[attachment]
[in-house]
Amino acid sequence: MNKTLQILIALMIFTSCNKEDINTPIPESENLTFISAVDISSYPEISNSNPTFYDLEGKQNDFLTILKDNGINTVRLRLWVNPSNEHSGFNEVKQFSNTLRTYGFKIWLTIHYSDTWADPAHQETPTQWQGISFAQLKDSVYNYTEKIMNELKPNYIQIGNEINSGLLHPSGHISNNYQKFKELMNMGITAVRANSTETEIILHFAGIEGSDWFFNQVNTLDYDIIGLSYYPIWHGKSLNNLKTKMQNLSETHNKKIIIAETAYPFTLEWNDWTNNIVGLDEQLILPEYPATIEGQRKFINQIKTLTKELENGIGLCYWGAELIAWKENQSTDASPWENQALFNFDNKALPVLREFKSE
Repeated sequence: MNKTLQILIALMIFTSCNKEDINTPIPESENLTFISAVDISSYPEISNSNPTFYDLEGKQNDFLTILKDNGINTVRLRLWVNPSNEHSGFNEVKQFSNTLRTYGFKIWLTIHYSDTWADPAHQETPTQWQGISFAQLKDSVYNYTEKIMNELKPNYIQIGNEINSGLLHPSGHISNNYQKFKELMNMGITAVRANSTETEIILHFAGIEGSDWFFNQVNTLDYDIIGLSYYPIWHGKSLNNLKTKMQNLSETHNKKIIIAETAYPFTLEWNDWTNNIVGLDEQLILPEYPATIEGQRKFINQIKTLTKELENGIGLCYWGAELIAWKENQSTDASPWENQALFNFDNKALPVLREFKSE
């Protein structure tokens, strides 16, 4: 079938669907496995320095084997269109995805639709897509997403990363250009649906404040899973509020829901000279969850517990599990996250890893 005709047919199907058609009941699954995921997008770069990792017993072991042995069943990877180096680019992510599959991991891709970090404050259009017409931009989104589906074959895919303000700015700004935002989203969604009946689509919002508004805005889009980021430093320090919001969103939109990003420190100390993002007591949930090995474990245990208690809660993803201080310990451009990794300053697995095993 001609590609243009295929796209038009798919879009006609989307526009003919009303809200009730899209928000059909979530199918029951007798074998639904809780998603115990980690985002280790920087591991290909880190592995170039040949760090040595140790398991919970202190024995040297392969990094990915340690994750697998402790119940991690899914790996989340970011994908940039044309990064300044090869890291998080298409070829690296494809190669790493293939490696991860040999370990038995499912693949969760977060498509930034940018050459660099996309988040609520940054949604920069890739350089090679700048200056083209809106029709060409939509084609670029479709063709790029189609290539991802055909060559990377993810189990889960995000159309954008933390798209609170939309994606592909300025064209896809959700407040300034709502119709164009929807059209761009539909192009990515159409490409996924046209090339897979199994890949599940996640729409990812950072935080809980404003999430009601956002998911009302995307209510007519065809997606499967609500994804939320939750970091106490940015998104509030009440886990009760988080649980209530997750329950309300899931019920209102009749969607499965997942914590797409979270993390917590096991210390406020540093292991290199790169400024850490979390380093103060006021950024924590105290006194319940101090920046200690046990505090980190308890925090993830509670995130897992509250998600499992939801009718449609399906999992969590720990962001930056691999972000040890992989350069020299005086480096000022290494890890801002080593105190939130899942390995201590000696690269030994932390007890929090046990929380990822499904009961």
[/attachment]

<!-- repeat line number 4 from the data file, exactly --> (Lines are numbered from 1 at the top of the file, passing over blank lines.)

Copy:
């Protein structure tokens, strides 16, 4: 079938669907496995320095084997269109995805639709897509997403990363250009649906404040899973509020829901000279969850517990599990996250890893 005709047919199907058609009941699954995921997008770069990792017993072991042995069943990877180096680019992510599959991991891709970090404050259009017409931009989104589906074959895919303000700015700004935002989203969604009946689509919002508004805005889009980021430093320090919001969103939109990003420190100390993002007591949930090995474990245990208690809660993803201080310990451009990794300053697995095993 001609590609243009295929796209038009798919879009006609989307526009003919009303809200009730899209928000059909979530199918029951007798074998639904809780998603115990980690985002280790920087591991290909880190592995170039040949760090040595140790398991919970202190024995040297392969990094990915340690994750697998402790119940991690899914790996989340970011994908940039044309990064300044090869890291998080298409070829690296494809190669790493293939490696991860040999370990038995499912693949969760977060498509930034940018050459660099996309988040609520940054949604920069890739350089090679700048200056083209809106029709060409939509084609670029479709063709790029189609290539991802055909060559990377993810189990889960995000159309954008933390798209609170939309994606592909300025064209896809959700407040300034709502119709164009929807059209761009539909192009990515159409490409996924046209090339897979199994890949599940996640729409990812950072935080809980404003999430009601956002998911009302995307209510007519065809997606499967609500994804939320939750970091106490940015998104509030009440886990009760988080649980209530997750329950309300899931019920209102009749969607499965997942914590797409979270993390917590096991210390406020540093292991290199790169400024850490979390380093103060006021950024924590105290006194319940101090920046200690046990505090980190308890925090993830509670995130897992509250998600499992939801009718449609399906999992969590720990962001930056691999972000040890992989350069020299005086480096000022290494890890801002080593105190939130899942390995201590000696690269030994932390007890929090046990929380990822499904009961």